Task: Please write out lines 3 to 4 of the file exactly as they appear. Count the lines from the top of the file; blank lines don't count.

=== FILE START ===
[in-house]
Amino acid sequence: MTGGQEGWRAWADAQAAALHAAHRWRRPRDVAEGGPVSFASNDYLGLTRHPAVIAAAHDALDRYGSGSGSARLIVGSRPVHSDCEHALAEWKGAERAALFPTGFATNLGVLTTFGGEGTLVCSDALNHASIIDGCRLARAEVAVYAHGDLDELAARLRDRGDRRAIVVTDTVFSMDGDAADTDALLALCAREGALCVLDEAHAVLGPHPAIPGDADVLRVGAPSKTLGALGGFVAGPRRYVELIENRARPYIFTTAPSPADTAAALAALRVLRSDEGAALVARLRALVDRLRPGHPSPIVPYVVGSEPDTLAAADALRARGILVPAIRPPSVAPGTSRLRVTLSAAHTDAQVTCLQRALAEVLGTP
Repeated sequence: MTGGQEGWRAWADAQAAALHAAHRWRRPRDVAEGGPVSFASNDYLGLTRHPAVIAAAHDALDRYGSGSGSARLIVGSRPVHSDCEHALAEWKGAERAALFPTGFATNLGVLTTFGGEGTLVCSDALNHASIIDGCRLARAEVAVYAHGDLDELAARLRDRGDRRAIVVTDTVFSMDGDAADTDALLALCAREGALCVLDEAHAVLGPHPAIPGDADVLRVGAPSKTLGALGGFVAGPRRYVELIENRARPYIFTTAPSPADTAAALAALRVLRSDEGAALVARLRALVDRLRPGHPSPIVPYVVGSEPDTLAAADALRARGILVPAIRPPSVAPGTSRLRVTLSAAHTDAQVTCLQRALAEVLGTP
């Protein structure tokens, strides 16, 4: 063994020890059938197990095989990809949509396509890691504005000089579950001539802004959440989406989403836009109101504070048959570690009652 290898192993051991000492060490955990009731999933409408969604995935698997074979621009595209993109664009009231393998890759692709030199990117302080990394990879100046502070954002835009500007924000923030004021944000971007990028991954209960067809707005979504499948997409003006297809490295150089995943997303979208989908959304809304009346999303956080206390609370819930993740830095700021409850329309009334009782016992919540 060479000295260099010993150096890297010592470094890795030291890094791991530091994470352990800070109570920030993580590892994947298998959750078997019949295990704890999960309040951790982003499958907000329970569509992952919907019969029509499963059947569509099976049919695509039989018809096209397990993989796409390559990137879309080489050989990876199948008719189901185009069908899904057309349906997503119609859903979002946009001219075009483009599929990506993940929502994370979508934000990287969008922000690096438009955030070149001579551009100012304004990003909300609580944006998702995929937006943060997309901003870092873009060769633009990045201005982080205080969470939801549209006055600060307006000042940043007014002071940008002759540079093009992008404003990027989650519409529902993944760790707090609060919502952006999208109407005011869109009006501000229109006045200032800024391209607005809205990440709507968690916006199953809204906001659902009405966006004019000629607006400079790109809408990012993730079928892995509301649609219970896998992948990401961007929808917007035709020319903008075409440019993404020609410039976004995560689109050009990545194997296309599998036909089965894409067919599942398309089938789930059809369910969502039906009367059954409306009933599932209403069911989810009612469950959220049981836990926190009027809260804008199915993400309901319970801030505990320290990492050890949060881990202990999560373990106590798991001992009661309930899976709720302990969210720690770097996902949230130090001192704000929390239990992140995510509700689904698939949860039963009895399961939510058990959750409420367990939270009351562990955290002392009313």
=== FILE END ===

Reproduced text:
Repeated sequence: MTGGQEGWRAWADAQAAALHAAHRWRRPRDVAEGGPVSFASNDYLGLTRHPAVIAAAHDALDRYGSGSGSARLIVGSRPVHSDCEHALAEWKGAERAALFPTGFATNLGVLTTFGGEGTLVCSDALNHASIIDGCRLARAEVAVYAHGDLDELAARLRDRGDRRAIVVTDTVFSMDGDAADTDALLALCAREGALCVLDEAHAVLGPHPAIPGDADVLRVGAPSKTLGALGGFVAGPRRYVELIENRARPYIFTTAPSPADTAAALAALRVLRSDEGAALVARLRALVDRLRPGHPSPIVPYVVGSEPDTLAAADALRARGILVPAIRPPSVAPGTSRLRVTLSAAHTDAQVTCLQRALAEVLGTP
């Protein structure tokens, strides 16, 4: 063994020890059938197990095989990809949509396509890691504005000089579950001539802004959440989406989403836009109101504070048959570690009652 290898192993051991000492060490955990009731999933409408969604995935698997074979621009595209993109664009009231393998890759692709030199990117302080990394990879100046502070954002835009500007924000923030004021944000971007990028991954209960067809707005979504499948997409003006297809490295150089995943997303979208989908959304809304009346999303956080206390609370819930993740830095700021409850329309009334009782016992919540 060479000295260099010993150096890297010592470094890795030291890094791991530091994470352990800070109570920030993580590892994947298998959750078997019949295990704890999960309040951790982003499958907000329970569509992952919907019969029509499963059947569509099976049919695509039989018809096209397990993989796409390559990137879309080489050989990876199948008719189901185009069908899904057309349906997503119609859903979002946009001219075009483009599929990506993940929502994370979508934000990287969008922000690096438009955030070149001579551009100012304004990003909300609580944006998702995929937006943060997309901003870092873009060769633009990045201005982080205080969470939801549209006055600060307006000042940043007014002071940008002759540079093009992008404003990027989650519409529902993944760790707090609060919502952006999208109407005011869109009006501000229109006045200032800024391209607005809205990440709507968690916006199953809204906001659902009405966006004019000629607006400079790109809408990012993730079928892995509301649609219970896998992948990401961007929808917007035709020319903008075409440019993404020609410039976004995560689109050009990545194997296309599998036909089965894409067919599942398309089938789930059809369910969502039906009367059954409306009933599932209403069911989810009612469950959220049981836990926190009027809260804008199915993400309901319970801030505990320290990492050890949060881990202990999560373990106590798991001992009661309930899976709720302990969210720690770097996902949230130090001192704000929390239990992140995510509700689904698939949860039963009895399961939510058990959750409420367990939270009351562990955290002392009313």